The planet Uranus has a bright blue-green color because of methane gas in its atmosphere. Young children will learn about the discovery of Uranus, how it has been explored, and why it is tilted on its side! Blastoff! Series
With reflective clouds, Venus appears to be the brightest planet in the night sky. Young students will read about the discovery of Venus, its harsh environment, and the ways it has been explored. Blastoff! Series
Marianne Berkes has a gift for making science fun, and this book is exhibit A. Mother sun and her "family" of planets spin, roll, tilt, blow and whirl around the Sun to the tune of Over in the Meadow. Each of those actions is astronomically correct. For example, Earth is the one that tilts, and that is what creates the seasons. It is also astronomically up-to-date, with Pluto being a dwarf planet. Bright illustrations create an exciting mood, and there is plenty of interesting supplementary information in the back along with tips on related ways to integrate science, art, and literature in the classroom.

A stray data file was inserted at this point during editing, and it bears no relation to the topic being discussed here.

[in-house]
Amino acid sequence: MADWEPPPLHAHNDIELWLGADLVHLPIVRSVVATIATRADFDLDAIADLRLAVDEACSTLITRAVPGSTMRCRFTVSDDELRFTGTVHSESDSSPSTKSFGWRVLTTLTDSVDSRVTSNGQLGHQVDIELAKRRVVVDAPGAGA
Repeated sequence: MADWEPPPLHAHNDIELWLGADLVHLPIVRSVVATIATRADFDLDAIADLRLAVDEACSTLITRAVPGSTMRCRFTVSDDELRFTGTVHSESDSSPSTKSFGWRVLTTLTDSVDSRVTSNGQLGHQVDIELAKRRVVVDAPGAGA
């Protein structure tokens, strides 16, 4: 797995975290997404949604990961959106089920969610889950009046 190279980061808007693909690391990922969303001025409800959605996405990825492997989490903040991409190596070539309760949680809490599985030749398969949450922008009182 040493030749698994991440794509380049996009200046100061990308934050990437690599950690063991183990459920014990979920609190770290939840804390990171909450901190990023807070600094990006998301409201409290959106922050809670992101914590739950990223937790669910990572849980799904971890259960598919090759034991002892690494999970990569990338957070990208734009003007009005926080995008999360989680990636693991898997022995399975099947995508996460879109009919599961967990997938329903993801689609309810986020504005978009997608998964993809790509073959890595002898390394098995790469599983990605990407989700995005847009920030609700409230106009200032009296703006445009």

Our Sun is the nearest star and the center of our solar system, but there are billions of stars in the universe. Stars spend their lives making energy. They give off light and heat. This book explores what stars are made of, the different types of stars, what the lifespan of a star is, and the different colors and constellations they form. Learn all the facts on these powerful objects that give us so much enjoyment to look at. This book never shined so bright! This book allows students to use observations of the Sun, Moon, and stars to describe patterns that can be predicted.